[Marxism] Back in the USSR
shmage at pipeline.com
Tue Feb 5 20:06:15 MST 2013
On Feb 5, 2013, at 9:43 PM, Ken Hiebert wrote:
> No one suggests that the leaders of the Russian Revolution were out
> of touch with reality when it came to Russia itself. They
> demonstrated their political capacity by making a revolution. So
> how could they have so wildly misread the situation in the more
> advanced capitalist countries? Remember that some of them had lived
> abroad in Europe. In Trotsky's case in the U. S. as well.
> Surely no one is suggesting that they set out to weaken the
> socialist movement in the advanced capitalist countries. I raise
> this because later, under Stalin, the bureaucracy did pursue
> policies that were damaging to the workers movement elsewhere.
> Their policy choices were based on their self-interest as a
> bureaucracy in Russia. But should we extend that to the original
> leaders of the Russian Revolution?
It is a universal human fault to seek to justify past behaviors by
continuing to believe the rationale you had for them even in the face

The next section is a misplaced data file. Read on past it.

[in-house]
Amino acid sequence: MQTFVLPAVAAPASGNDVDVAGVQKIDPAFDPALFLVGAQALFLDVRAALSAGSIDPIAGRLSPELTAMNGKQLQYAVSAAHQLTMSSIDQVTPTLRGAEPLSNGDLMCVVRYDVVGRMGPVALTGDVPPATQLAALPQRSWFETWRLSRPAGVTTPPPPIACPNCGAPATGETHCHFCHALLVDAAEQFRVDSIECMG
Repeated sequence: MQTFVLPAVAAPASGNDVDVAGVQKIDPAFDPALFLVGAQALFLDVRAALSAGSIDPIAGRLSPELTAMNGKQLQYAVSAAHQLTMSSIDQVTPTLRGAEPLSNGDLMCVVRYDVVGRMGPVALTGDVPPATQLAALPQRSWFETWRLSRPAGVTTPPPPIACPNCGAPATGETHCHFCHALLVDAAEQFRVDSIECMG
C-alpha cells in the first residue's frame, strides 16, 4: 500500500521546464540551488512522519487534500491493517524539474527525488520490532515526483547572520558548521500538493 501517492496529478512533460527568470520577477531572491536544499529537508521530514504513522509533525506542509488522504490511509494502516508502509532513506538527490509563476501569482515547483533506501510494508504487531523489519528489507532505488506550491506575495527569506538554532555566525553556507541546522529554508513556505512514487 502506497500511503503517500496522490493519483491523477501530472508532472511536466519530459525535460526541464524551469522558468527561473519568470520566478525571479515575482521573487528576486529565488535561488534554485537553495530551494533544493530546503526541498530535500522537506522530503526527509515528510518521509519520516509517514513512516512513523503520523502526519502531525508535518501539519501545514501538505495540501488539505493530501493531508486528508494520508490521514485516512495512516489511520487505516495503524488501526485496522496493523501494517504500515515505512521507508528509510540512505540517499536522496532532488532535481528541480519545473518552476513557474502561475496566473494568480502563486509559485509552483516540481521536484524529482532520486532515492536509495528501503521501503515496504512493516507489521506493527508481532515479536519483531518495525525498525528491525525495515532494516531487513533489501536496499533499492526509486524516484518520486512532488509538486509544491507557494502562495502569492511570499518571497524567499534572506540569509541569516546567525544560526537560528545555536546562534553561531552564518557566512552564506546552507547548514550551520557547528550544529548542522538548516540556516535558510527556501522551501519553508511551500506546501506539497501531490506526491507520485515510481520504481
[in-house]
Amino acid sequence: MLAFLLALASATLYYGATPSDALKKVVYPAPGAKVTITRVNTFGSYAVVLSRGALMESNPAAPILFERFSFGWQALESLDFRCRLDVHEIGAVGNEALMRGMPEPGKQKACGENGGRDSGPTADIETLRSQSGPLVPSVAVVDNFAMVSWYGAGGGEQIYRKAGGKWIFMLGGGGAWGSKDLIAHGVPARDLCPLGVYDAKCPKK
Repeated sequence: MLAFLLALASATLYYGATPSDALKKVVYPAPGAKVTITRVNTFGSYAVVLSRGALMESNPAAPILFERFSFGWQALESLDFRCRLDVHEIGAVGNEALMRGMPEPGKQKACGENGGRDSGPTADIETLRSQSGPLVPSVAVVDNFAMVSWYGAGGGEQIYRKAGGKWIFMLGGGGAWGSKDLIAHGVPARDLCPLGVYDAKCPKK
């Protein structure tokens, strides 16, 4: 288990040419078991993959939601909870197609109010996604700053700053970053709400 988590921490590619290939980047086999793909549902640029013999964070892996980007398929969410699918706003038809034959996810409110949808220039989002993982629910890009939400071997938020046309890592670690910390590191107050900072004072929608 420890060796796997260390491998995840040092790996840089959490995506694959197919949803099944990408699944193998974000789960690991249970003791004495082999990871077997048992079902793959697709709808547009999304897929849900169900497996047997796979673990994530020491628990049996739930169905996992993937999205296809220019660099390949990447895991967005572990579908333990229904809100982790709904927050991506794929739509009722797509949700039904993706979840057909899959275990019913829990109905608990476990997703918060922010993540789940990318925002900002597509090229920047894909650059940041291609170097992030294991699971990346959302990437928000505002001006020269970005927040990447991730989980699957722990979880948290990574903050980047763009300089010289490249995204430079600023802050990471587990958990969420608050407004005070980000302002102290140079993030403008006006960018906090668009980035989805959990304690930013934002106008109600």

of facts. The Bolshevik revolution, absolutely correctly, was
premised on the imminence of proletarian revolution in Europe or at
least Germany. The defeats of 1919 refuted that perspective but it
was not abandoned. It lay behind, for instance, Lenin's (not
Trotsky's) colossal blunder in ordering the Red Army to advance to the
gates of Warsaw. It continued up to the adventurist "Marx Aktion"
designed by Zinoviev (not in fact a leader of the October Revolution,
which he advised against). The expulsion of Paul Levi summed the whole
thing up. Trotsky felt himself trapped by his past "nonbolshevism"
into embracing what passed as Leninist democratic centralism. That
was his fatal flaw in the struggle of the 1920's, what led to such an
abysmal blunder as obeying the Stalinist politbureau's order to
condemn Max Eastman for publishing the real text of Lenin's "Testament."
"Thunderbolt steers all things." Herakleitos of Ephesos, fr. 64
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